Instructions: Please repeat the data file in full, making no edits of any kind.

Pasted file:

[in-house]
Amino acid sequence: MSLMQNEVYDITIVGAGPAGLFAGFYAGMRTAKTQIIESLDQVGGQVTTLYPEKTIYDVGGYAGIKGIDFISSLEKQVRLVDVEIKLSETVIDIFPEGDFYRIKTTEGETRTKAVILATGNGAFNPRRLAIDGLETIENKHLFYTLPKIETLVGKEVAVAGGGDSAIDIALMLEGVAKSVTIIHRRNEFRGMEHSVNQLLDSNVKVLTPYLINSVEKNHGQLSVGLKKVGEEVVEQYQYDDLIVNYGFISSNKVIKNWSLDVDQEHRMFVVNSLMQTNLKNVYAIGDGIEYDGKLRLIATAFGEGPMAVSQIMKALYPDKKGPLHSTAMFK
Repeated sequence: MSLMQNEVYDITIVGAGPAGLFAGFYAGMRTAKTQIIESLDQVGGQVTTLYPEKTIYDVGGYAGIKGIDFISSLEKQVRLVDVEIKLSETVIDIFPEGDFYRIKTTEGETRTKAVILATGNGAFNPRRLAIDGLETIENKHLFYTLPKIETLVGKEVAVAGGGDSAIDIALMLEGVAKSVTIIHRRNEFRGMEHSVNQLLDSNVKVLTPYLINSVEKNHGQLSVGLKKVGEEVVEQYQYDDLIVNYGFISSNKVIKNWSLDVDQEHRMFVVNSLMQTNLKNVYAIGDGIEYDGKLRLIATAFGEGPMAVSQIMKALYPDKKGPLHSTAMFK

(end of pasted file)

[in-house]
Amino acid sequence: MSLMQNEVYDITIVGAGPAGLFAGFYAGMRTAKTQIIESLDQVGGQVTTLYPEKTIYDVGGYAGIKGIDFISSLEKQVRLVDVEIKLSETVIDIFPEGDFYRIKTTEGETRTKAVILATGNGAFNPRRLAIDGLETIENKHLFYTLPKIETLVGKEVAVAGGGDSAIDIALMLEGVAKSVTIIHRRNEFRGMEHSVNQLLDSNVKVLTPYLINSVEKNHGQLSVGLKKVGEEVVEQYQYDDLIVNYGFISSNKVIKNWSLDVDQEHRMFVVNSLMQTNLKNVYAIGDGIEYDGKLRLIATAFGEGPMAVSQIMKALYPDKKGPLHSTAMFK
Repeated sequence: MSLMQNEVYDITIVGAGPAGLFAGFYAGMRTAKTQIIESLDQVGGQVTTLYPEKTIYDVGGYAGIKGIDFISSLEKQVRLVDVEIKLSETVIDIFPEGDFYRIKTTEGETRTKAVILATGNGAFNPRRLAIDGLETIENKHLFYTLPKIETLVGKEVAVAGGGDSAIDIALMLEGVAKSVTIIHRRNEFRGMEHSVNQLLDSNVKVLTPYLINSVEKNHGQLSVGLKKVGEEVVEQYQYDDLIVNYGFISSNKVIKNWSLDVDQEHRMFVVNSLMQTNLKNVYAIGDGIEYDGKLRLIATAFGEGPMAVSQIMKALYPDKKGPLHSTAMFK